We’ll bet you never guess what sort of cars are dying off so far in 2021.
Take a moment and pour one out (or give a salute, if that’s not your thing) to the Honda Clarity fuel cell and plug-in hybrid. Despite being one of the early developers of that technology, the Clarity never really took off either of the times it was available for mass consumption. Honda confirmed it would stop production in 2021, with hydrogen models available for lease through 2022. That said, though, this isn’t the only model to meet the ax this year.
“The entire Clarity series played a valuable role in advancing Honda’s portfolio approach to electrification, which is an important aspect of our commitment to reduce CO2 emissions,” the company said in recent statement. On the whole, automakers are shifting their focus over the coming years — toward new ideas, platforms and identities — and apparently the current iteration of Honda’s funky-but-a-bit-odd tech showcase doesn’t quite fit the bill. In the Clarity’s place, we’ll no doubt see new BEVs emerge, as well as a greater electrification program across the brand’s crossover and truck lineup.
We covered a wide range of dropped cars at the end of 2020. If you don’t see a car that springs to your mind, check out that TFLtalk video!
More cars are getting the ax, but…we’re getting some exciting replacements
Of course, sedans are getting chopped from automakers’ lineups left and right, as crossovers continue their popular march into driveways across the U.S. That said, it’s not all bad news on that front. Like with the Clarity, other models are getting the ax to make way for entirely new concepts, or just improved versions of what manufacturers are putting out to pasture this year.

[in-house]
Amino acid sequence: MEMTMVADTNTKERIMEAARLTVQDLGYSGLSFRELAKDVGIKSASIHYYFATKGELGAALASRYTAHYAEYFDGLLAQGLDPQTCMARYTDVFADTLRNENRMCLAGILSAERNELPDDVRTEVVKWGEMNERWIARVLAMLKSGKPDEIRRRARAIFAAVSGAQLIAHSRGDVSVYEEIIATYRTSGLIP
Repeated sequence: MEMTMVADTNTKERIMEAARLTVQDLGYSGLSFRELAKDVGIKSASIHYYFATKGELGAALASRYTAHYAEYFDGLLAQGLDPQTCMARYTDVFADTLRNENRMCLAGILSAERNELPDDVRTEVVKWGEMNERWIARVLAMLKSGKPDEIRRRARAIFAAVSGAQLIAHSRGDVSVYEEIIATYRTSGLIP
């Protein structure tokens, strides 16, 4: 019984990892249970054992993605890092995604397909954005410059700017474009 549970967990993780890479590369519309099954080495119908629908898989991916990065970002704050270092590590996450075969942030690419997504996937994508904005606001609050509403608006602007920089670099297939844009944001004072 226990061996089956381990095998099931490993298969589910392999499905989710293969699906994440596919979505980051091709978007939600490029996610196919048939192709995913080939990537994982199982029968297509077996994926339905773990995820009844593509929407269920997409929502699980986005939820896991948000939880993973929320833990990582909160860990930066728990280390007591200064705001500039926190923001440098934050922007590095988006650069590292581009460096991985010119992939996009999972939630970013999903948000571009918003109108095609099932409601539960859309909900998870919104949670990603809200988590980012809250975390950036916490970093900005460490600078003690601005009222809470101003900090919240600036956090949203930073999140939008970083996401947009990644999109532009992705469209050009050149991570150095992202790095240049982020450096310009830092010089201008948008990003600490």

Take the Mazda6 as a prime example on that last point. It’s sad that the Japanese automaker is killing off its flagship sedan. Even with a front-wheel drive layout, it’s one of the absolute best-driving sedans in its class, hands down. It’s not like any of the competition is that bad either. The Honda Accord is also a great driver, but still…there’s a sharpness to Mazda’s svelte sedan, especially with the turbocharged engine. However, again it’s not necessarily bad as we could get something even better in its place. How about a brand new, rear-wheel drive platform with an inline-six mild hybrid engine? That should be in the cards. While it will undoubtedly be more expensive — the brand continues to aim upmarket, after all — Mazda looks to be cooking up one hell of a good sports sedan in the near future.
On the subject of Mazda, the little CX-3 is also meeting its maker this year. Frankly, I’m surprised it took Mazda this long, as by their own admission the entry-level crossover occupied a tiny sliver of the possible market. In its place, though, we get the similar yet larger, more practical and more powerful CX-30.
Three other cars meet their maker
Some automakers like Hyundai and Kia are generally sticking with sedans, though Kia in particular jettisoned two of its less popular models earlier this year. Both the K900 and the Cadenza filled sort of odd niches in the lineup, and the sales numbers show most customers looked right past them. There are new versions of both these cars in the Korean market — the K9 is the new flagship while the K8 (which we knew as the Cadenza) also saw a recent update.
In their place, though — at least in terms of U.S. sales — we still get the excellent K5 sedan, not to mention the Stinger if you want a larger GT car. In place of midsize sedans, we also see crossovers like the updated Sportage and Sorento, and new EVs like the EV6 are on the way to round out the brand’s lineup. Kia’s new Carnival MPV also technically “killed off” the old Sedona, though we went from having a minivan to still having a minivan, so…take that for what you will.
There’s one more elephant in the room worth mentioning , or rather a hatchback. Volkswagen announced earlier this year it was killing off the standard Golf after more than 40 years, much to our chagrin. To be clear, we are still getting the Mk8 GTI and the Golf R, but the plain Jane, approachable Golf is not coming to our shores. Along with sedans, hatchbacks have also been in the doldrums these past few years, and VW decided to kill the Golf off in the U.S. because you all didn’t buy one when you had the chance. If you bought VW’s hatchback at all, you went for the GTI, and to be honest that’s typically what I shop when I think I want to dive into Volkswagen ownership too. Instead, we’re getting electric models like the ID.4, as well as revamped crossovers to sate our appetites.